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Saturday, March 24, 2001
Municipal complex seen
ushering Heights rebirth
By YUNG KIM
HASBROUCK HEIGHTS -- Mayor
William Torre wants to see the Boulevard framed by brick sidewalks and lit by
antique-style streetlamps reminiscent of the 1890s.
And he wants to see the Boulevard
crowded with window shoppers or people sipping espresso in a coffee shop.
But before all that, he wants to
see the new municipal complex built.
"We're hoping the municipal
building will be the catalyst for redevelopment," Torre said. "We're going to
start from scratch."
Officials are still months away
from breaking ground on the $10.2 million municipal building on the Boulevard between
Central and Madison avenues, but as they continue the process of planning and constructing
it, they are also looking at what will surround it.
Next month, the Planning Board is
scheduled to review a report prepared by Burgis Associates Inc., which outlining possible
changes to the Boulevard, including bringing various types of stores into the area to
attract patrons day and night.
Instead of the place where people
take care of their errands, Torre wants the Boulevard to be a destination spot for casual
dining and shopping.
Thomas Meli, president of the
Hasbrouck Heights Chamber of Commerce, believes the borough is on the cusp of exciting
change. The Boulevard is without an anchor tenant -- a high volume business such as a
department store or movie theater -- that will bring people to the area.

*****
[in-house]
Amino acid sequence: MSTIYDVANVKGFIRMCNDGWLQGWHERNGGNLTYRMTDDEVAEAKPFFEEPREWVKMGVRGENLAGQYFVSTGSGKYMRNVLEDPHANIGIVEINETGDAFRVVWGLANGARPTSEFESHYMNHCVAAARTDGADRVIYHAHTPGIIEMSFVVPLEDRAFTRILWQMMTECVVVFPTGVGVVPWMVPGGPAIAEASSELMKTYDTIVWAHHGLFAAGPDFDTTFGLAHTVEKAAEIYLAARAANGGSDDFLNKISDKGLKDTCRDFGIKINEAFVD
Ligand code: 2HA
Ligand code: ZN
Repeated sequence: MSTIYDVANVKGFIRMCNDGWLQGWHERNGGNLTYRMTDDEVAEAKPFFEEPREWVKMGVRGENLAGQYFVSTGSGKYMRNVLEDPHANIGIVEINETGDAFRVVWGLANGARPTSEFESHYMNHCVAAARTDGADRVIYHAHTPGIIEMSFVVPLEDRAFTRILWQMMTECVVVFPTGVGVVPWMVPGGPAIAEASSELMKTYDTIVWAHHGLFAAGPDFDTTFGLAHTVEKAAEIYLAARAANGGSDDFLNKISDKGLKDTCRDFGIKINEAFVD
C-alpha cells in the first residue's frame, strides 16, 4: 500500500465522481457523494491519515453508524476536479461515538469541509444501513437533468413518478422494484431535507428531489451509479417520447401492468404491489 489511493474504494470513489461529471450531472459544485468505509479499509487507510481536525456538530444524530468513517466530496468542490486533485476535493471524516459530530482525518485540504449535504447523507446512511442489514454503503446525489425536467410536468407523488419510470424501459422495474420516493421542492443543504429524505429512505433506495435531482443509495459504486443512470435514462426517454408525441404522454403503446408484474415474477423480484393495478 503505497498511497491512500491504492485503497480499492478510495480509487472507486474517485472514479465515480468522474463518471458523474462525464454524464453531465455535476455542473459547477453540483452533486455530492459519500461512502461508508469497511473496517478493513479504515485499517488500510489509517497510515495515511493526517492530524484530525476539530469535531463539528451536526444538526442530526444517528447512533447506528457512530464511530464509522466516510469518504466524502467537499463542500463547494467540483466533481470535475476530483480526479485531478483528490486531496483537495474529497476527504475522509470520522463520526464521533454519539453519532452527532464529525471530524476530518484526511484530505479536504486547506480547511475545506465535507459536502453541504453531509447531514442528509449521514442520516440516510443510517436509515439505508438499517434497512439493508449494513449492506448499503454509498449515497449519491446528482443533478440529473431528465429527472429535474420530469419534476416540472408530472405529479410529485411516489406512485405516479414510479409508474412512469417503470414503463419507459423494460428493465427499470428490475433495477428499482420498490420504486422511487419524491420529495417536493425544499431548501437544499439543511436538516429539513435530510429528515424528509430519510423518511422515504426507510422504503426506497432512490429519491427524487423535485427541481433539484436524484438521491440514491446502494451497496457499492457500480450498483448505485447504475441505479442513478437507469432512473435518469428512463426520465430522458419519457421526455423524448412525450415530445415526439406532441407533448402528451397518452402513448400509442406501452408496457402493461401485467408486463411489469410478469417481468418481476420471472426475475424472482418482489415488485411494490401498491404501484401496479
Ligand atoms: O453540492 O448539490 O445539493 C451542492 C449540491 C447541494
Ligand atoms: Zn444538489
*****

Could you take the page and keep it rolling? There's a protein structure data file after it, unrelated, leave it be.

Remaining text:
However, as the area surrounding
the new municipal building is gradually upgraded, Boulevard will be a more desirable
destination for such an anchor, Meli said.
"This is really a question
of what comes first, the chicken or the egg," Meli said. "The whole tie-in to do
Boulevard improvements with the new municipal building seems natural. Stores should
benefit from people going in and out of the municipal building. We don't see it as an
anchor tenant, but we do view it as a primer."
The building is also expected to
set the architectural tone for the downtown area. Torre, Meli, and other officials have
discussed ideas to encourage the shop owners to remodel their buildings to fit in with the
"Some of those buildings
date back to the 1800s," Meli said. "What we want to recommend is to enhance the
existing architecture, to give the area a nice, unique, clean look."
The two-floor, 28,000-square-foot
municipal complex, which will house the public library, a senior center, and municipal
offices, is tentatively scheduled for groundbreaking in September.
According to the plans, the
complex will have 28 parking spaces, but Anthony Iovino, the project architect, said the
spaces were decided by factoring the size of the structure, the number of municipal
employees, and the number of regular gatherings.
A cul-de-sac will be built at the
intersection of Boulevard and Central Avenue, cutting off direct vehicle access between
the two streets. Madison Avenue will be the main driving route, but people will be able to
park on the Boulevard and walk into the building, Iovino said.
Officials plan to review traffic
and parking issues a year after construction is completed and make revisions if warranted.